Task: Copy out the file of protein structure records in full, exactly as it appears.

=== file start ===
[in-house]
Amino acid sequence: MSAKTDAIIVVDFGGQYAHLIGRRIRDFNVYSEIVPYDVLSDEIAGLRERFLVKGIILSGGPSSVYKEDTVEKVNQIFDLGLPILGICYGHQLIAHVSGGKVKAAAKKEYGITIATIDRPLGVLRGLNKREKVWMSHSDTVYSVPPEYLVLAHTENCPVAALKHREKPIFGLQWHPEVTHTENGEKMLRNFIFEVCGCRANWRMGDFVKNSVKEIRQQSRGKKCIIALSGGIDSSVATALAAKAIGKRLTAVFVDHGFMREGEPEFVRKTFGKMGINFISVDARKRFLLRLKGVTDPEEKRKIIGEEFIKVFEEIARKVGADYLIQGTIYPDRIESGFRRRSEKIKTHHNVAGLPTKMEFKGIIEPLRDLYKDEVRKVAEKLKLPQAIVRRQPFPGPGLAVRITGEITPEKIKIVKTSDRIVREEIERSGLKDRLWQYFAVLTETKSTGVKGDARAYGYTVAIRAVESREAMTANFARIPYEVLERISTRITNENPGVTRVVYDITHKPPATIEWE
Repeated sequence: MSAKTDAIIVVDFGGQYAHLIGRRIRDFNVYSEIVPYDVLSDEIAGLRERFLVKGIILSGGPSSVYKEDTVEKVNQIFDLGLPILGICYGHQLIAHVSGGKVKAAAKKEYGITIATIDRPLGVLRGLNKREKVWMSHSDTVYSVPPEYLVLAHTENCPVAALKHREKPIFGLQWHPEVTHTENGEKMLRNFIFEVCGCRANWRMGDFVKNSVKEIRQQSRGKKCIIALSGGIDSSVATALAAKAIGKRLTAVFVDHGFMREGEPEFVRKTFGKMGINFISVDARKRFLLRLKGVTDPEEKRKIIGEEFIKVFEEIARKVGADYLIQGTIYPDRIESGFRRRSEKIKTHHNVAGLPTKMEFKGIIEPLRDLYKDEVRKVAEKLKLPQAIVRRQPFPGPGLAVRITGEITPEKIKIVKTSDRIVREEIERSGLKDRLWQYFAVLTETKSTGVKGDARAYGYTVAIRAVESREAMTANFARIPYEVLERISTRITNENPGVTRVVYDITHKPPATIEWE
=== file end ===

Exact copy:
[in-house]
Amino acid sequence: MSAKTDAIIVVDFGGQYAHLIGRRIRDFNVYSEIVPYDVLSDEIAGLRERFLVKGIILSGGPSSVYKEDTVEKVNQIFDLGLPILGICYGHQLIAHVSGGKVKAAAKKEYGITIATIDRPLGVLRGLNKREKVWMSHSDTVYSVPPEYLVLAHTENCPVAALKHREKPIFGLQWHPEVTHTENGEKMLRNFIFEVCGCRANWRMGDFVKNSVKEIRQQSRGKKCIIALSGGIDSSVATALAAKAIGKRLTAVFVDHGFMREGEPEFVRKTFGKMGINFISVDARKRFLLRLKGVTDPEEKRKIIGEEFIKVFEEIARKVGADYLIQGTIYPDRIESGFRRRSEKIKTHHNVAGLPTKMEFKGIIEPLRDLYKDEVRKVAEKLKLPQAIVRRQPFPGPGLAVRITGEITPEKIKIVKTSDRIVREEIERSGLKDRLWQYFAVLTETKSTGVKGDARAYGYTVAIRAVESREAMTANFARIPYEVLERISTRITNENPGVTRVVYDITHKPPATIEWE
Repeated sequence: MSAKTDAIIVVDFGGQYAHLIGRRIRDFNVYSEIVPYDVLSDEIAGLRERFLVKGIILSGGPSSVYKEDTVEKVNQIFDLGLPILGICYGHQLIAHVSGGKVKAAAKKEYGITIATIDRPLGVLRGLNKREKVWMSHSDTVYSVPPEYLVLAHTENCPVAALKHREKPIFGLQWHPEVTHTENGEKMLRNFIFEVCGCRANWRMGDFVKNSVKEIRQQSRGKKCIIALSGGIDSSVATALAAKAIGKRLTAVFVDHGFMREGEPEFVRKTFGKMGINFISVDARKRFLLRLKGVTDPEEKRKIIGEEFIKVFEEIARKVGADYLIQGTIYPDRIESGFRRRSEKIKTHHNVAGLPTKMEFKGIIEPLRDLYKDEVRKVAEKLKLPQAIVRRQPFPGPGLAVRITGEITPEKIKIVKTSDRIVREEIERSGLKDRLWQYFAVLTETKSTGVKGDARAYGYTVAIRAVESREAMTANFARIPYEVLERISTRITNENPGVTRVVYDITHKPPATIEWE